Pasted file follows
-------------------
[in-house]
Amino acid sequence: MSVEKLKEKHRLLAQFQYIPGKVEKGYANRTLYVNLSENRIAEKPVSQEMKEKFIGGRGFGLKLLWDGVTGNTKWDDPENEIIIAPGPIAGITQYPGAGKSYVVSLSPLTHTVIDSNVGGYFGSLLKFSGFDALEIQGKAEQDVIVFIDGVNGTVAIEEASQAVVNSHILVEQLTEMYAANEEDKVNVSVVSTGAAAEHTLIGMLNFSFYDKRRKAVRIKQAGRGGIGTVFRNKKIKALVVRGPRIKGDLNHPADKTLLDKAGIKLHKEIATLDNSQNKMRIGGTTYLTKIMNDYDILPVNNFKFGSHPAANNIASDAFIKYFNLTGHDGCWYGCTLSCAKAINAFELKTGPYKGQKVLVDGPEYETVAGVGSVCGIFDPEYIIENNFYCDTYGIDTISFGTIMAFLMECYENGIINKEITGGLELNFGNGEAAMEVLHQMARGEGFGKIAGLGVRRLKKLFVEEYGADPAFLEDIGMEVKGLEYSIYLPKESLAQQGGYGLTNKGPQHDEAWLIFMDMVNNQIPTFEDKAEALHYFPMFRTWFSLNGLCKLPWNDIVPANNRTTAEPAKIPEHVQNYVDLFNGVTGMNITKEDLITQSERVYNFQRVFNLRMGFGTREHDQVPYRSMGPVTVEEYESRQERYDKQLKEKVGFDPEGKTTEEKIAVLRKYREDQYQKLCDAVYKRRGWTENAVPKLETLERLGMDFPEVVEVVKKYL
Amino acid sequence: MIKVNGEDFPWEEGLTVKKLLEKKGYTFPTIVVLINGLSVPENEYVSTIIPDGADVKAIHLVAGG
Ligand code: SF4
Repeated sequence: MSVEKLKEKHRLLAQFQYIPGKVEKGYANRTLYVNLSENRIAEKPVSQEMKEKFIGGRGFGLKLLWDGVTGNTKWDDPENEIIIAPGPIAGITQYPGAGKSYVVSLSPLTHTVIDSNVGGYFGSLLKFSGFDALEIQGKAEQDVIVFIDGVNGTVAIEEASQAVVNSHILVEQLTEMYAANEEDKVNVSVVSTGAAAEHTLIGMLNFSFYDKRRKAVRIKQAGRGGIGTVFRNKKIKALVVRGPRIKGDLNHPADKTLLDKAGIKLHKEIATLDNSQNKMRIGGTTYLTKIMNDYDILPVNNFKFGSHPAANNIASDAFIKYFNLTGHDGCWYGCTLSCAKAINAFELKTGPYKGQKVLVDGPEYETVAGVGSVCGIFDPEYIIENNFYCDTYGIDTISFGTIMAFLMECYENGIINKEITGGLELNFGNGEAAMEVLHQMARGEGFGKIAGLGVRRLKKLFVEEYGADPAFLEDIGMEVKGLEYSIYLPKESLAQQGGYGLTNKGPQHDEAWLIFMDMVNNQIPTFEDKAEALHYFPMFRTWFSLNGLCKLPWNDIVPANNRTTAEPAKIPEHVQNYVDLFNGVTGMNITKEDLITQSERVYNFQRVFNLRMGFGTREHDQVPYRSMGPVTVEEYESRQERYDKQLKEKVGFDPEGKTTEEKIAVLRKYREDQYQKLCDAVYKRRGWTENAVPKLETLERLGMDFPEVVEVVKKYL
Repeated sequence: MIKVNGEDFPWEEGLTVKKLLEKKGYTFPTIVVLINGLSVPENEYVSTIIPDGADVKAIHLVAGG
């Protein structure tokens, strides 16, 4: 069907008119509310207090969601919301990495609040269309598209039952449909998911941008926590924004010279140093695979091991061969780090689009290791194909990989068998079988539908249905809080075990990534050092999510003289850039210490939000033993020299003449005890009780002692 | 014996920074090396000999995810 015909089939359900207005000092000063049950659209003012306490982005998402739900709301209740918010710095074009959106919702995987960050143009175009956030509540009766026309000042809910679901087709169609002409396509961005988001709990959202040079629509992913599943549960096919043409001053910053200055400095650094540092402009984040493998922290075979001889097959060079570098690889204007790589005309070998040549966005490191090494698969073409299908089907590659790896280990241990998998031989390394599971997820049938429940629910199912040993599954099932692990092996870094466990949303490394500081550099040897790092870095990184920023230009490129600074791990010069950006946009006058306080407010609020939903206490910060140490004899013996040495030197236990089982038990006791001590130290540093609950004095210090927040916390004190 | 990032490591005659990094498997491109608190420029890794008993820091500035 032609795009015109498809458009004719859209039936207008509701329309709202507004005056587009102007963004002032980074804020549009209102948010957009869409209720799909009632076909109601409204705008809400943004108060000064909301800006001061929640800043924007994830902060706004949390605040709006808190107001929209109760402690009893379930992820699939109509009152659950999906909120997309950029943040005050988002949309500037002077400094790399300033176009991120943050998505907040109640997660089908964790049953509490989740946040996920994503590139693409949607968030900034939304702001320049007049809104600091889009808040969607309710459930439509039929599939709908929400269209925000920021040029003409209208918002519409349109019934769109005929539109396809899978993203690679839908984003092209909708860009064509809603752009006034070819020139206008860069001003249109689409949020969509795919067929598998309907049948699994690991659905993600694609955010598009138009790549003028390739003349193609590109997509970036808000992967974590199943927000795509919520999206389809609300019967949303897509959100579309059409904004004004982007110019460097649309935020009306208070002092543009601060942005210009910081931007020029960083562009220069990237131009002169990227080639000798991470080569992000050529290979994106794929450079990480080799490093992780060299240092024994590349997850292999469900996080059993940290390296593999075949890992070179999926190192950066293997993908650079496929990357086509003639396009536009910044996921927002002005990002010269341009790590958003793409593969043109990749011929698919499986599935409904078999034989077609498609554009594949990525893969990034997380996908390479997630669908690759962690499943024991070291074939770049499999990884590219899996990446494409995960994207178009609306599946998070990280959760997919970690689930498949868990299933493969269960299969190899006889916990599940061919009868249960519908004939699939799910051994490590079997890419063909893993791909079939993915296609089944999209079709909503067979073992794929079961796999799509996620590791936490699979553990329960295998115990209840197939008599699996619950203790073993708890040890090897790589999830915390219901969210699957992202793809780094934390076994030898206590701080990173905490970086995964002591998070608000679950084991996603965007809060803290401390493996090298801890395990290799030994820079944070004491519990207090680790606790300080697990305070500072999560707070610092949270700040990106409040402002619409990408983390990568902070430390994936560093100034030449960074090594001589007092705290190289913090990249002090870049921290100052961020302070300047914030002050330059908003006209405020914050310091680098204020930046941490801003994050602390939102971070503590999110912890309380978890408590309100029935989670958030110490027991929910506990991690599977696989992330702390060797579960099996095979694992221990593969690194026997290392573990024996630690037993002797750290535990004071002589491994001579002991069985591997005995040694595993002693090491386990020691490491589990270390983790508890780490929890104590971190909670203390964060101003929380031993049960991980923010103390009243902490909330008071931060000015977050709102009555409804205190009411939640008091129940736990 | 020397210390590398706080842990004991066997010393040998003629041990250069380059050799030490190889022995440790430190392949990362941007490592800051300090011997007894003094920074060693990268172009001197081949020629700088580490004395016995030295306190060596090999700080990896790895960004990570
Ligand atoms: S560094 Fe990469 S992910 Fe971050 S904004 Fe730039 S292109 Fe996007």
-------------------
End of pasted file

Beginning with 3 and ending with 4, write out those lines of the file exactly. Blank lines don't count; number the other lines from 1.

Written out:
Amino acid sequence: MIKVNGEDFPWEEGLTVKKLLEKKGYTFPTIVVLINGLSVPENEYVSTIIPDGADVKAIHLVAGG
Ligand code: SF4